From: John H. Jenkins (email@example.com)
Date: Fri Oct 26 2007 - 10:54:55 CDT
On Oct 25, 2007, at 11:20 PM, James Kass wrote:
> So, if a rare character has uncertain provenance and meaning, but
> it is unifiable, shouldn't it just be unified?
Ideally, yes. The problem is a reluctance to do a unification where
you don't *know* that it's acceptable to the author of the original
A good case in point came up when South Korea proposed a large set of
characters to be able to encode the Korean tripitaka. It includes a
large number of characters which were *probably* just variants of
other characters but which *may* have been intended to be distinct
characters. In the end, South Korea was convinced that the case for
encoding them as separate characters was weak and withdrew them from
> And, if that character
> is not unifiable, but it exists in texts (however obscure) that
> someone may wish to reproduce electronically (for posterity,
> perhaps), shouldn't it be encoded?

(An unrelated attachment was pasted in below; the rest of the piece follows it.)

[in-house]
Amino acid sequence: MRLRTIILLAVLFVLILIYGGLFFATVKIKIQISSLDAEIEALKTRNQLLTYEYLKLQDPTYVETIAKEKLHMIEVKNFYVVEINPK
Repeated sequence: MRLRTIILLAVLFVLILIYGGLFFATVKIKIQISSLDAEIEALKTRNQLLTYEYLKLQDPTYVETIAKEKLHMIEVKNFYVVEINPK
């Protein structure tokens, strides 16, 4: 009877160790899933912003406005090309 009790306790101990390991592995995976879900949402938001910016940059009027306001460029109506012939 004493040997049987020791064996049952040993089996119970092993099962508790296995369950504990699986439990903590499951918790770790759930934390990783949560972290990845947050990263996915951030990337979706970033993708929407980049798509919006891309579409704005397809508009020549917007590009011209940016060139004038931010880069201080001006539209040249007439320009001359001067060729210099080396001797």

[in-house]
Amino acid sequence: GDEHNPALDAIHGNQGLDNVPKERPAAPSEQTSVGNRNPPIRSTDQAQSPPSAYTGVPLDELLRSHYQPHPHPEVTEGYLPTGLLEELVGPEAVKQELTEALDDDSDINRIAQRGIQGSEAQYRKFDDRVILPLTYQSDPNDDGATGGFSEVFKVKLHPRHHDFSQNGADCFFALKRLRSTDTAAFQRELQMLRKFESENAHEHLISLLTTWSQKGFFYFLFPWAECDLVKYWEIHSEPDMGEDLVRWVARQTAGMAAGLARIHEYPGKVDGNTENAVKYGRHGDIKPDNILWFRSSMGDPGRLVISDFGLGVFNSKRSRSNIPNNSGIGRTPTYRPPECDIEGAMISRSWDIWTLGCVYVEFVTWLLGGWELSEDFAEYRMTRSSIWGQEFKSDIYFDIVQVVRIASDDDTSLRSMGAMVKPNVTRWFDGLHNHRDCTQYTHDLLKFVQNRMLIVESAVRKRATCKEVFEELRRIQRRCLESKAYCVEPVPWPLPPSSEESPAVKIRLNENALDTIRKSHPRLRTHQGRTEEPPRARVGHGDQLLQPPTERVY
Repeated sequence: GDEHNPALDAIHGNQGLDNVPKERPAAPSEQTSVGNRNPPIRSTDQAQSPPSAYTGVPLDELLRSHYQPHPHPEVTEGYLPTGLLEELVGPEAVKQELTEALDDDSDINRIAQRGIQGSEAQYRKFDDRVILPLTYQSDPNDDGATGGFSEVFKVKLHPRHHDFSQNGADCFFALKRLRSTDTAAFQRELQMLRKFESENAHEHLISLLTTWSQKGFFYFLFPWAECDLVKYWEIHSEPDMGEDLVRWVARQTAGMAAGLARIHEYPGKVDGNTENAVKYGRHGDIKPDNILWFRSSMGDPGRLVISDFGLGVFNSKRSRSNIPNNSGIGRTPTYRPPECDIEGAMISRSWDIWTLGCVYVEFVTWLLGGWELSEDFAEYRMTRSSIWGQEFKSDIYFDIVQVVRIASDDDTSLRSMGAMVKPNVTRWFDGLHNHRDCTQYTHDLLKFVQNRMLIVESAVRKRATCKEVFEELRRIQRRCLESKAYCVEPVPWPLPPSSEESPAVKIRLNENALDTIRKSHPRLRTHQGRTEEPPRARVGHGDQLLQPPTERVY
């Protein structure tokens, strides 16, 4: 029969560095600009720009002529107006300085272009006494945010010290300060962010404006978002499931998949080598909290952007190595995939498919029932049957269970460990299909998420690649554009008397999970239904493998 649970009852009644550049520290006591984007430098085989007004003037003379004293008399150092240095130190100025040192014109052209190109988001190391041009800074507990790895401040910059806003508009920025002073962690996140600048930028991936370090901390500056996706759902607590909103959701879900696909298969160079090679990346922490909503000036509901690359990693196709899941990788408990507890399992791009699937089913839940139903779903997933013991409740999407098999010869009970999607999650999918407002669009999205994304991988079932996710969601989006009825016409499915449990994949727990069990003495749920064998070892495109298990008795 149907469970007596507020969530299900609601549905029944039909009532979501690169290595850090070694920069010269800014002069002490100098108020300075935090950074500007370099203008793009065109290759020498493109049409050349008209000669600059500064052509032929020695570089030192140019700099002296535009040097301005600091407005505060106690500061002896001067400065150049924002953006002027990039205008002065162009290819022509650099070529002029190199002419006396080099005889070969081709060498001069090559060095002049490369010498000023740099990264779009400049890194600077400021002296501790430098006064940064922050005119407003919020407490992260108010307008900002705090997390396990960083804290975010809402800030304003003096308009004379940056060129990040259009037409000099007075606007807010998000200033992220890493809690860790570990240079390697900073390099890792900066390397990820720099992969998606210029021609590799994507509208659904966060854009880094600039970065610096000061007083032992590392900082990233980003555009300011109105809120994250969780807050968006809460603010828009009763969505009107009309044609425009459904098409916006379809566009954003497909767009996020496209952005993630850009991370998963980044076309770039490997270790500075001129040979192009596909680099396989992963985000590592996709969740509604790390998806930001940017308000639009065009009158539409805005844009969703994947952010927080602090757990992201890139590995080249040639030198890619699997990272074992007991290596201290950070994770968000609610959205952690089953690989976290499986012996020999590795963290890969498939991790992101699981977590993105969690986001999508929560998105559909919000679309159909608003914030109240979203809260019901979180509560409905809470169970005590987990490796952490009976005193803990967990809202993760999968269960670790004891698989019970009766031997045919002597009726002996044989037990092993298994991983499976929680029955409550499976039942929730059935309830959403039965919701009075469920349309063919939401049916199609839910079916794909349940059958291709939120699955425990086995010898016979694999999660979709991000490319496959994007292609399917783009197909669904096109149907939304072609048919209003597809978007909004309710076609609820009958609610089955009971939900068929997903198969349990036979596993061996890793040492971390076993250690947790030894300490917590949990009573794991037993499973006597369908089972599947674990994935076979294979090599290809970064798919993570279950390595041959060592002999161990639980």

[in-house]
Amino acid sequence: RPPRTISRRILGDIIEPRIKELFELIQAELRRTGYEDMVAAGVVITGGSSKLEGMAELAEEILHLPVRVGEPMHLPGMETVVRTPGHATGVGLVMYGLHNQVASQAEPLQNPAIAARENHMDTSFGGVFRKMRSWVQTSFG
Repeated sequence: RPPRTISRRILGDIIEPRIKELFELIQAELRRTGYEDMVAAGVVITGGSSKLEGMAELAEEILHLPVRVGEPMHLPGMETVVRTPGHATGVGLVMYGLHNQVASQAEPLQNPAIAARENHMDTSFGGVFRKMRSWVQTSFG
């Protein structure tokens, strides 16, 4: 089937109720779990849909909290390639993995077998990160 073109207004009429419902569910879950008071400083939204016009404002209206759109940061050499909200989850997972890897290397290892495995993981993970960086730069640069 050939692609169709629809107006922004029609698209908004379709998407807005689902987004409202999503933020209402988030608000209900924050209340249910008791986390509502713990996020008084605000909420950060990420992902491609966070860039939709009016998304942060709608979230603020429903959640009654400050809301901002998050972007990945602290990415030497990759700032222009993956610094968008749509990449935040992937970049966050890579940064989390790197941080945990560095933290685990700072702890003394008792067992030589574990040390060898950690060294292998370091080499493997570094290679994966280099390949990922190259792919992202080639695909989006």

It should be representable, yes. But that representation need not
take the form of a distinct encoding.
> Is it really possible to speed up the process of encoding an
> open-ended set?
Yes, the IRG has taken some steps to do so. Extension D submissions
required IDSs so that a preliminary unification can be done by
computer, TrueType fonts for a better ability to see what the
characters look like, and better provenance information so that we can
have a better sense of whether or not the characters *ought* to be
Moreover, I have on my plate an action item to produce a second set of
variant glyphs. Variant glyphs have a number of advantages for many
of the beasties proposed for encoding. Registering variant glyphs is
a faster process, for one thing, than encoding distinct characters.
It also makes text analysis simpler and -- most importantly -- it
takes these entities off the IRGs plate so it can focus on what
actually *does* need to be encoding.
John H. Jenkins
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